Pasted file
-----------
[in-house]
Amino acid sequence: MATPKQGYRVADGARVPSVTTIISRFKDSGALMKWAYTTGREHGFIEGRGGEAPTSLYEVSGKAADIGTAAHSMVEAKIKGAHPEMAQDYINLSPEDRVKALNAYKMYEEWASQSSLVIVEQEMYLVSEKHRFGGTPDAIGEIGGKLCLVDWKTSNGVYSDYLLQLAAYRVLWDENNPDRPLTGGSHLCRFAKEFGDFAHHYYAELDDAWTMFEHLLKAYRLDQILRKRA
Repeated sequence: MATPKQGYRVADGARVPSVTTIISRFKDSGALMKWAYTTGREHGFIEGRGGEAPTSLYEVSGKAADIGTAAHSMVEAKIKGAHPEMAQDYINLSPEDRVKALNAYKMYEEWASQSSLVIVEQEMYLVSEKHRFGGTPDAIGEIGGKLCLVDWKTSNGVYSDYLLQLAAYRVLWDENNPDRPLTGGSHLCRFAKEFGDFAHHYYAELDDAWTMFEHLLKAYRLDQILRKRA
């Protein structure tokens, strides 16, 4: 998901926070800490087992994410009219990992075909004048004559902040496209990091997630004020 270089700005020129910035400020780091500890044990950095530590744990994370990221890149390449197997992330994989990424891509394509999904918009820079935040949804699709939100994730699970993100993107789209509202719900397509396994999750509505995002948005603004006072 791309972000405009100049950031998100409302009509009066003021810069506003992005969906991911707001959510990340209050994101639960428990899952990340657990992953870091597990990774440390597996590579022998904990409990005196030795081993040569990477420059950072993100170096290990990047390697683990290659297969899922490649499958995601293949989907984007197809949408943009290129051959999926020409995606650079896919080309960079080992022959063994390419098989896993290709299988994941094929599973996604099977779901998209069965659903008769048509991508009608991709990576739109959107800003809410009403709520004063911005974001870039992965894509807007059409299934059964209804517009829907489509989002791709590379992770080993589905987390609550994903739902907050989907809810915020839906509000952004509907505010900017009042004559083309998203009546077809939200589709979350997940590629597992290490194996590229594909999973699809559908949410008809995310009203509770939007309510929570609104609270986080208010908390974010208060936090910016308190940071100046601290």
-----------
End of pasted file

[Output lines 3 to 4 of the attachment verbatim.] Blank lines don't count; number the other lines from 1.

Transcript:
Repeated sequence: MATPKQGYRVADGARVPSVTTIISRFKDSGALMKWAYTTGREHGFIEGRGGEAPTSLYEVSGKAADIGTAAHSMVEAKIKGAHPEMAQDYINLSPEDRVKALNAYKMYEEWASQSSLVIVEQEMYLVSEKHRFGGTPDAIGEIGGKLCLVDWKTSNGVYSDYLLQLAAYRVLWDENNPDRPLTGGSHLCRFAKEFGDFAHHYYAELDDAWTMFEHLLKAYRLDQILRKRA
């Protein structure tokens, strides 16, 4: 998901926070800490087992994410009219990992075909004048004559902040496209990091997630004020 270089700005020129910035400020780091500890044990950095530590744990994370990221890149390449197997992330994989990424891509394509999904918009820079935040949804699709939100994730699970993100993107789209509202719900397509396994999750509505995002948005603004006072 791309972000405009100049950031998100409302009509009066003021810069506003992005969906991911707001959510990340209050994101639960428990899952990340657990992953870091597990990774440390597996590579022998904990409990005196030795081993040569990477420059950072993100170096290990990047390697683990290659297969899922490649499958995601293949989907984007197809949408943009290129051959999926020409995606650079896919080309960079080992022959063994390419098989896993290709299988994941094929599973996604099977779901998209069965659903008769048509991508009608991709990576739109959107800003809410009403709520004063911005974001870039992965894509807007059409299934059964209804517009829907489509989002791709590379992770080993589905987390609550994903739902907050989907809810915020839906509000952004509907505010900017009042004559083309998203009546077809939200589709979350997940590629597992290490194996590229594909999973699809559908949410008809995310009203509770939007309510929570609104609270986080208010908390974010208060936090910016308190940071100046601290």